During the 14th century AD, Europeans began to hear tales of vast camel caravans coming out of the Sahara laden with West African gold, slaves, and ivory. Central to these stories was Timbuktu, which came to be thought of as an African ‘Eldorado’, a legendary city made of gold. Timbuktu was, at this time, the main market centre of West Africa. It was an integral link in the flourishing Islamic world trade system, stretching to other far-flung places such as China, India and Indonesia. Stories of this rich trading world of West Africa, and the enormous Saharan camel caravans, still fascinate and intrigue. But how did this trade come to be? What was the story of West African trade before the 14th century? What were the origins of this trans-Saharan trade system? These questions led me to dig the mysterious ruins of Tadmakka in Mali.
Tadmakka: a quest begins
Scholars have long believed that trade across the Sahara only began in earnest when West Africa became united with the expanding Islamic world trade system, and tapped into the new commercial opportunities this presented. While there is broad agreement on this, reconstructing the early story of this Islamic trade has proved far from easy. When exactly did West Africa become united with the Islamic world trade system? Where were the most important centres of this early trade? I believed archaeology could provide new answers. My explorations lay not at Timbuktu but at the largely forgotten, yet once legendary, trading centre of Tadmakka, deep in the Malian desert.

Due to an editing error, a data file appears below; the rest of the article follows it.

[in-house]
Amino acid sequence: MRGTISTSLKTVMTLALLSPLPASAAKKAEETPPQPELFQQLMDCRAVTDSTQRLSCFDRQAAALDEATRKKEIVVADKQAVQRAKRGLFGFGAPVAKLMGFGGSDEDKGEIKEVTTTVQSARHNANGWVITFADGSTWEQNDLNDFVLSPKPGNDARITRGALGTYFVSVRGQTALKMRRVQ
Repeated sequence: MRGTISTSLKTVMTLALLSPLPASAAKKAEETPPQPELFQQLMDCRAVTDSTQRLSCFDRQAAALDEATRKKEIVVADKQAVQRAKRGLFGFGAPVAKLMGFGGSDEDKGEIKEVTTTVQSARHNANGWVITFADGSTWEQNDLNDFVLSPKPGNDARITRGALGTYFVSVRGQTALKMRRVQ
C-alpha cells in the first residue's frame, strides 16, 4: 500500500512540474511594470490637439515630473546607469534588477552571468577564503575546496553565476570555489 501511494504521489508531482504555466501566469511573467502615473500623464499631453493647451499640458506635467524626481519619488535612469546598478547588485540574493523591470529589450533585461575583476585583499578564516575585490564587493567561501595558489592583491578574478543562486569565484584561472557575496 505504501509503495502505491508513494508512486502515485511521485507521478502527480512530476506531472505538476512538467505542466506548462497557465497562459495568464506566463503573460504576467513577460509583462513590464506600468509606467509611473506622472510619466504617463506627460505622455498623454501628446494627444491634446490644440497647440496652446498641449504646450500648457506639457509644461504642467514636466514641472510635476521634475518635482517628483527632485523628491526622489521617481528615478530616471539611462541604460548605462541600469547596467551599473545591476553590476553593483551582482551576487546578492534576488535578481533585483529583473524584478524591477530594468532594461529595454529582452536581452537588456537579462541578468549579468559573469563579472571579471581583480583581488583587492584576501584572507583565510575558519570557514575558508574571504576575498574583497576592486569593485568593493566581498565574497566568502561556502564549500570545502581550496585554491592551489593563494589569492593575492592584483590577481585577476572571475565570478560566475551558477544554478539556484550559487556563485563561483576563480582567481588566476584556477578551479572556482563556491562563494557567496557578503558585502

Tadmakka, known today as Essouk, or ‘the market’, lies some 500km north-east of Timbuktu in the desert heartland of the Malian Tuareg, and 45km from the nearest town, Kidal. Its stunning ruins stretch over a kilometre within the Essouk valley. Now isolated, in early Islamic times, Tadmakka’s position on the West African side of the harshest stretch of the Sahara would have been extremely important as it offered an ideal location to allow caravans to prepare for, or recover from, the hardest stretch of the Saharan journey.
While Timbuktu was almost unheard of before the 13th century, Tadmakka was first recorded in Arabic texts in the 10th century, vaguely linked to trade with the first historically documented West African states: Ghana and Gao. However, the first clear detailed account of Tadmakka was written in AD 1068, by the Spanish-Arab historian and geographer al-Bakri.
This article is an extract from the full article published in World Archaeology Issue 39. Click here to subscribe